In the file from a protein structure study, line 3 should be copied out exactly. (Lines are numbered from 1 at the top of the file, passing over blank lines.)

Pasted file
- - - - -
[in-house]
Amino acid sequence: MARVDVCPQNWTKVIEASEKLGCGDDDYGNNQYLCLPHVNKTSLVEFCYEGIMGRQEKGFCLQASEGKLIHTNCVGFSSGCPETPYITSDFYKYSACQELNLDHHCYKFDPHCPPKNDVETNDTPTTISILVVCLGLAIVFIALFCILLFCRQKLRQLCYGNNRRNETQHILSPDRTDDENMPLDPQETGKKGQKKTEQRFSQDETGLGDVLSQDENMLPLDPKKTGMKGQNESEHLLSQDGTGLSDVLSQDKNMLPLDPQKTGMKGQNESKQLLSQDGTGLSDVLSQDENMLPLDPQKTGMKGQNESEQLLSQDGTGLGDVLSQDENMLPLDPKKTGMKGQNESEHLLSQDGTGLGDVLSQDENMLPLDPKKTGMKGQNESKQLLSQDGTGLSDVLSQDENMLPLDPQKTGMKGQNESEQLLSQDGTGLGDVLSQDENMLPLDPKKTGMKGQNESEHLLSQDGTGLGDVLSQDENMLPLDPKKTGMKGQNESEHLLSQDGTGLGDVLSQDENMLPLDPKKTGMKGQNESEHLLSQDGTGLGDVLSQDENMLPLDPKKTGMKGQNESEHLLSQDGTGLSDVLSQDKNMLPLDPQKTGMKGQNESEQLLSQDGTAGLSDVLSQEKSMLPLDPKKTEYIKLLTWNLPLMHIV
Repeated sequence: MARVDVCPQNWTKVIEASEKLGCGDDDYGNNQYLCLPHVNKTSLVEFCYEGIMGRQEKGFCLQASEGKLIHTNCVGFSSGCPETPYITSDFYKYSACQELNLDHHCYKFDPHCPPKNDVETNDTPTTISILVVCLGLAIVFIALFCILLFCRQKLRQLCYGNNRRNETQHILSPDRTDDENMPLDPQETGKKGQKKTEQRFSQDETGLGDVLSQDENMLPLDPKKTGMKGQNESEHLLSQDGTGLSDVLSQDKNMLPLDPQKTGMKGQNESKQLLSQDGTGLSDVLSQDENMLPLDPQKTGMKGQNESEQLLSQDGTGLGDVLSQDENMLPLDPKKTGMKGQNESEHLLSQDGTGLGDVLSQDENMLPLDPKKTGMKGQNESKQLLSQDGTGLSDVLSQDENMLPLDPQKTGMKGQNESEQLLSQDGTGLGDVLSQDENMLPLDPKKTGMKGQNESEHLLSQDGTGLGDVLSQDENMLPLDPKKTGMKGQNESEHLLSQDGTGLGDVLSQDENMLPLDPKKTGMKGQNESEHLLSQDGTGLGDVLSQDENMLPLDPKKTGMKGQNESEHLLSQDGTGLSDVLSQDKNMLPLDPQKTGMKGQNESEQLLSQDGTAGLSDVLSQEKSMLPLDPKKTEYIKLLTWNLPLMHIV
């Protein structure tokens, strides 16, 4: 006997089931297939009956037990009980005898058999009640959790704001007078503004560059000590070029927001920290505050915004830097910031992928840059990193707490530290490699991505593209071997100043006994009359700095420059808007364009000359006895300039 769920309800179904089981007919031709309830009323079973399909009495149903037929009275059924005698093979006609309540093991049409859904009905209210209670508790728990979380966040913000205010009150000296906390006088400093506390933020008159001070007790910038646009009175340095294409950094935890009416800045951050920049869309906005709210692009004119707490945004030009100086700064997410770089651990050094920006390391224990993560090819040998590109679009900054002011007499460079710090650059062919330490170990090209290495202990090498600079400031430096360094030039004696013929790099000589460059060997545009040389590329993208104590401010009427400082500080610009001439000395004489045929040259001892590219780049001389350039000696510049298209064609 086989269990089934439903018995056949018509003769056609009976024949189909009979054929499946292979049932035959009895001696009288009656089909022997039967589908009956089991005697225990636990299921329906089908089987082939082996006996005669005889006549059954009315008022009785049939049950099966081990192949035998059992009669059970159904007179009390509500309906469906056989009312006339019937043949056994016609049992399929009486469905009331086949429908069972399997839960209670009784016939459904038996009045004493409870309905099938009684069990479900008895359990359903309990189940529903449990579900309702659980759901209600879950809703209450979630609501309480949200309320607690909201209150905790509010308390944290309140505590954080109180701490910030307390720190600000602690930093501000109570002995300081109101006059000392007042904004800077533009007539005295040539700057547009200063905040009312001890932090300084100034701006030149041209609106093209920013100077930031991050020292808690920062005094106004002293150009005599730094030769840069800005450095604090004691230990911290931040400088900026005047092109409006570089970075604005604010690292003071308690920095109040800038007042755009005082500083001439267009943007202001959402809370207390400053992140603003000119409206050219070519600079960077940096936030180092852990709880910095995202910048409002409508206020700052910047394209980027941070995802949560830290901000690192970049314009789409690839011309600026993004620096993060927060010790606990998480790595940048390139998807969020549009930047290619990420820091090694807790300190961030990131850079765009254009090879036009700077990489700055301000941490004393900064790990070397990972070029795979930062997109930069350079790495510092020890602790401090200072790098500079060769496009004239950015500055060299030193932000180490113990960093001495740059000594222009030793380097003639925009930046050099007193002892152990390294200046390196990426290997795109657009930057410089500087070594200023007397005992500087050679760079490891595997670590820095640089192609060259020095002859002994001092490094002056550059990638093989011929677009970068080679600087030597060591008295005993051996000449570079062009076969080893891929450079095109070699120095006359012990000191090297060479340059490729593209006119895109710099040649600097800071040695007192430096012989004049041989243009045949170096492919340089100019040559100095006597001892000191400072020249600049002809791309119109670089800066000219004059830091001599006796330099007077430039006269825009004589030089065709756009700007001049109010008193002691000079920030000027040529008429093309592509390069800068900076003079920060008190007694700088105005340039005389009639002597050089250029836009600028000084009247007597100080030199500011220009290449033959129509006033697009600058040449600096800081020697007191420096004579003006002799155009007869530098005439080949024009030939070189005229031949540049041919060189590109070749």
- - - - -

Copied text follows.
Repeated sequence: MARVDVCPQNWTKVIEASEKLGCGDDDYGNNQYLCLPHVNKTSLVEFCYEGIMGRQEKGFCLQASEGKLIHTNCVGFSSGCPETPYITSDFYKYSACQELNLDHHCYKFDPHCPPKNDVETNDTPTTISILVVCLGLAIVFIALFCILLFCRQKLRQLCYGNNRRNETQHILSPDRTDDENMPLDPQETGKKGQKKTEQRFSQDETGLGDVLSQDENMLPLDPKKTGMKGQNESEHLLSQDGTGLSDVLSQDKNMLPLDPQKTGMKGQNESKQLLSQDGTGLSDVLSQDENMLPLDPQKTGMKGQNESEQLLSQDGTGLGDVLSQDENMLPLDPKKTGMKGQNESEHLLSQDGTGLGDVLSQDENMLPLDPKKTGMKGQNESKQLLSQDGTGLSDVLSQDENMLPLDPQKTGMKGQNESEQLLSQDGTGLGDVLSQDENMLPLDPKKTGMKGQNESEHLLSQDGTGLGDVLSQDENMLPLDPKKTGMKGQNESEHLLSQDGTGLGDVLSQDENMLPLDPKKTGMKGQNESEHLLSQDGTGLGDVLSQDENMLPLDPKKTGMKGQNESEHLLSQDGTGLSDVLSQDKNMLPLDPQKTGMKGQNESEQLLSQDGTAGLSDVLSQEKSMLPLDPKKTEYIKLLTWNLPLMHIV